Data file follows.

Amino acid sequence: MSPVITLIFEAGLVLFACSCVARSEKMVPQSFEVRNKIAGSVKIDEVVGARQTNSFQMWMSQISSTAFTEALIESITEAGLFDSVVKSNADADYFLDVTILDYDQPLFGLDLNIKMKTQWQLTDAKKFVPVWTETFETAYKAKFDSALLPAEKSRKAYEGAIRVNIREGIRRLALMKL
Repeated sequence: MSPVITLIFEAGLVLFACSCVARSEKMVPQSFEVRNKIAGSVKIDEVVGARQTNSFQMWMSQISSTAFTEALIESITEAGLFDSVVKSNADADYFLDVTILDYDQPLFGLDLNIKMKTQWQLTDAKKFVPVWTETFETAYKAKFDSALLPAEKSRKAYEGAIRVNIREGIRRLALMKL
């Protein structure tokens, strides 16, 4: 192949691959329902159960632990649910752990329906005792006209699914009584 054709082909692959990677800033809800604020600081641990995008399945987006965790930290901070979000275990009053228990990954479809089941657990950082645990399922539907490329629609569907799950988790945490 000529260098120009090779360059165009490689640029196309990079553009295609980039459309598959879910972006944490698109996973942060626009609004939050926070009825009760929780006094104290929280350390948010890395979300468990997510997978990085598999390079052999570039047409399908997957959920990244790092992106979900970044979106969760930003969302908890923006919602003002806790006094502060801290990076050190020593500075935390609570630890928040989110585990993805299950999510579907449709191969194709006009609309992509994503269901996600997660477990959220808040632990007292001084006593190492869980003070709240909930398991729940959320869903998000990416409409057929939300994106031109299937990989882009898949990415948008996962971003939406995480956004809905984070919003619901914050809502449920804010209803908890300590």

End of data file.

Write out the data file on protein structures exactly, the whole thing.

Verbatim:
Amino acid sequence: MSPVITLIFEAGLVLFACSCVARSEKMVPQSFEVRNKIAGSVKIDEVVGARQTNSFQMWMSQISSTAFTEALIESITEAGLFDSVVKSNADADYFLDVTILDYDQPLFGLDLNIKMKTQWQLTDAKKFVPVWTETFETAYKAKFDSALLPAEKSRKAYEGAIRVNIREGIRRLALMKL
Repeated sequence: MSPVITLIFEAGLVLFACSCVARSEKMVPQSFEVRNKIAGSVKIDEVVGARQTNSFQMWMSQISSTAFTEALIESITEAGLFDSVVKSNADADYFLDVTILDYDQPLFGLDLNIKMKTQWQLTDAKKFVPVWTETFETAYKAKFDSALLPAEKSRKAYEGAIRVNIREGIRRLALMKL
């Protein structure tokens, strides 16, 4: 192949691959329902159960632990649910752990329906005792006209699914009584 054709082909692959990677800033809800604020600081641990995008399945987006965790930290901070979000275990009053228990990954479809089941657990950082645990399922539907490329629609569907799950988790945490 000529260098120009090779360059165009490689640029196309990079553009295609980039459309598959879910972006944490698109996973942060626009609004939050926070009825009760929780006094104290929280350390948010890395979300468990997510997978990085598999390079052999570039047409399908997957959920990244790092992106979900970044979106969760930003969302908890923006919602003002806790006094502060801290990076050190020593500075935390609570630890928040989110585990993805299950999510579907449709191969194709006009609309992509994503269901996600997660477990959220808040632990007292001084006593190492869980003070709240909930398991729940959320869903998000990416409409057929939300994106031109299937990989882009898949990415948008996962971003939406995480956004809905984070919003619901914050809502449920804010209803908890300590």